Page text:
Shopify, the Canadian e-commerce software company, priced its initial public offering at $17 per share late Wednesday, giving the company a valuation of $1.27 billion.
It sold its 7.7 million shares, raising a total of $131 million. It had proposed a range of $14 to 16, up from $12 to 14 earlier.
Founded almost a decade ago in 2006, Shopify provides software tools for online retailers including storefronts, payment processing and apps for checkout. It competes with Bigcommerce and Magento, among others, and previously raised a total of $122 million in private funding.
Shopify filed to go public in mid-April following at the heels of another hotly watched e-commerce IPO, New York-based Etsy (etsy). The filing also revealed that Shopify had, at the time, more than 162,000 merchant customers in 150 countries, yielding $105 million in revenue for the company last year.
But despite that, Shopify been losing an increasing amount of money for the last three years. It posted a loss of $4.5 million for the first three months of 2015, and total deficit of $33.6 million amassed over the years. Losses are likely to continue, according to the document.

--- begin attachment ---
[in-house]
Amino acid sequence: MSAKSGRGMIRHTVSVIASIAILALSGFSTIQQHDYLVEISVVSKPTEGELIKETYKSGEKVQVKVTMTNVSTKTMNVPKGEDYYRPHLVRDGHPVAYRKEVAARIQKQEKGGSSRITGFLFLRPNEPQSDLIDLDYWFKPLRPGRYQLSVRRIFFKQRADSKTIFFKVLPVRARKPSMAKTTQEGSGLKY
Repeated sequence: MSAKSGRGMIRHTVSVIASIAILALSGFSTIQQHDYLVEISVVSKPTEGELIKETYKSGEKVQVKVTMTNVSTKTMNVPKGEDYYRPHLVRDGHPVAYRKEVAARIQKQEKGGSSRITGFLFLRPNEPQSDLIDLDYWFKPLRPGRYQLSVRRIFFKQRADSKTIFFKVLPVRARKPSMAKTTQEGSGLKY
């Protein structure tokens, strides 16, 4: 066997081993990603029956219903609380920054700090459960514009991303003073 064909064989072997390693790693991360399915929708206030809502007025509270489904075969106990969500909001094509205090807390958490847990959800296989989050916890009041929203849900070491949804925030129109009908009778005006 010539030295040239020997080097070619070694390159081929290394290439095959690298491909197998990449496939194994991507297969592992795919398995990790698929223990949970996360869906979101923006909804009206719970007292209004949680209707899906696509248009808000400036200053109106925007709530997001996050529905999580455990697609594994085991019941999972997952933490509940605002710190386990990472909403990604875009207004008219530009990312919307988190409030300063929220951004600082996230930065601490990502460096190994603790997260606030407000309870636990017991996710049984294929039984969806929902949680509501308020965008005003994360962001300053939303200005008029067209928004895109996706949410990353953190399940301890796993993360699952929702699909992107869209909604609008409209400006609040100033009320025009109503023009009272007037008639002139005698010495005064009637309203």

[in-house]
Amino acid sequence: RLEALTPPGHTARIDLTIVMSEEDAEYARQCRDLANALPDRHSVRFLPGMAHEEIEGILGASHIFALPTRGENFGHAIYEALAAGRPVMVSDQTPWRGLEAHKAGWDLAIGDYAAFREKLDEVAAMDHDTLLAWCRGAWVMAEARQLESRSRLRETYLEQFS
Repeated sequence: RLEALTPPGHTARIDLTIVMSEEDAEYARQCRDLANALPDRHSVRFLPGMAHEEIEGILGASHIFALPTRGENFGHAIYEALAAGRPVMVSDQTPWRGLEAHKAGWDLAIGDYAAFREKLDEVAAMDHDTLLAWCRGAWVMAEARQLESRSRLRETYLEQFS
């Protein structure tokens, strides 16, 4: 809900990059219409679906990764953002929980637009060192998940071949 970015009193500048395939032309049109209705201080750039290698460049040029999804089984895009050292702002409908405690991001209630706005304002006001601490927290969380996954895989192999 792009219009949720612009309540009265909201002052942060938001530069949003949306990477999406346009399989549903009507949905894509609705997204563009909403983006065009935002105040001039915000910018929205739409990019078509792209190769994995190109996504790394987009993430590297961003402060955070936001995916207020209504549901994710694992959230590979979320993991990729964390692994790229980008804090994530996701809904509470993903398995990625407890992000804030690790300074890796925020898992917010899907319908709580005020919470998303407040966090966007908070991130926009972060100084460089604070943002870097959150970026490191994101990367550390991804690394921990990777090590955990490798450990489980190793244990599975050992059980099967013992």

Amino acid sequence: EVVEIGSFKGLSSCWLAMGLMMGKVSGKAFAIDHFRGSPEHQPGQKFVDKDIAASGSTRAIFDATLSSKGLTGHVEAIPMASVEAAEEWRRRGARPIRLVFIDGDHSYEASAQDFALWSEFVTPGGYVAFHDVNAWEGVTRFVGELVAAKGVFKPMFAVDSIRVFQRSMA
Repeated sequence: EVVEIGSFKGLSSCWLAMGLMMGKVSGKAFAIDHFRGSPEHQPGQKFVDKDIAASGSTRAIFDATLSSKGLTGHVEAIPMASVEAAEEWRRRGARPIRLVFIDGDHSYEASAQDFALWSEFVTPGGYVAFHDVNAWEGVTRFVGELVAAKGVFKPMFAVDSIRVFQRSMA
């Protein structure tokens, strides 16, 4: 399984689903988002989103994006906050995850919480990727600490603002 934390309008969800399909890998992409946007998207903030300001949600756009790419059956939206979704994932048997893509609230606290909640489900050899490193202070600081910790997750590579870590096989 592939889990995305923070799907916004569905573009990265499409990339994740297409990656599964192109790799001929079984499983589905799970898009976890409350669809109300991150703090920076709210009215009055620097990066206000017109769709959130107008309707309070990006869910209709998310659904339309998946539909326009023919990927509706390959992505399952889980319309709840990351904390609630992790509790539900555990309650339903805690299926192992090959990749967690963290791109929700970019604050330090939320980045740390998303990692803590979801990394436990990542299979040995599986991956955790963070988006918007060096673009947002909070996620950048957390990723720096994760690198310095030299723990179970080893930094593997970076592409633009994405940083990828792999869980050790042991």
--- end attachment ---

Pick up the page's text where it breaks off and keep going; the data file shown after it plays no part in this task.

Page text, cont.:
Shopify also acknowledged several of its risks, including its heavy reliance on resellers to build its business, and that it outsources the processing of its payments to another company, Stripe.
Shares will begin trading Thursday on the New York Stock Exchange under the symbol "SHOP" and the Toronto Stock Exchange under "SH."
The IPO's underwriters included Morgan Stanley, Credit Suisse, and RBC Capital Markets, Pacific Crest Securities, Raymond James, and Canaccord Genuity.
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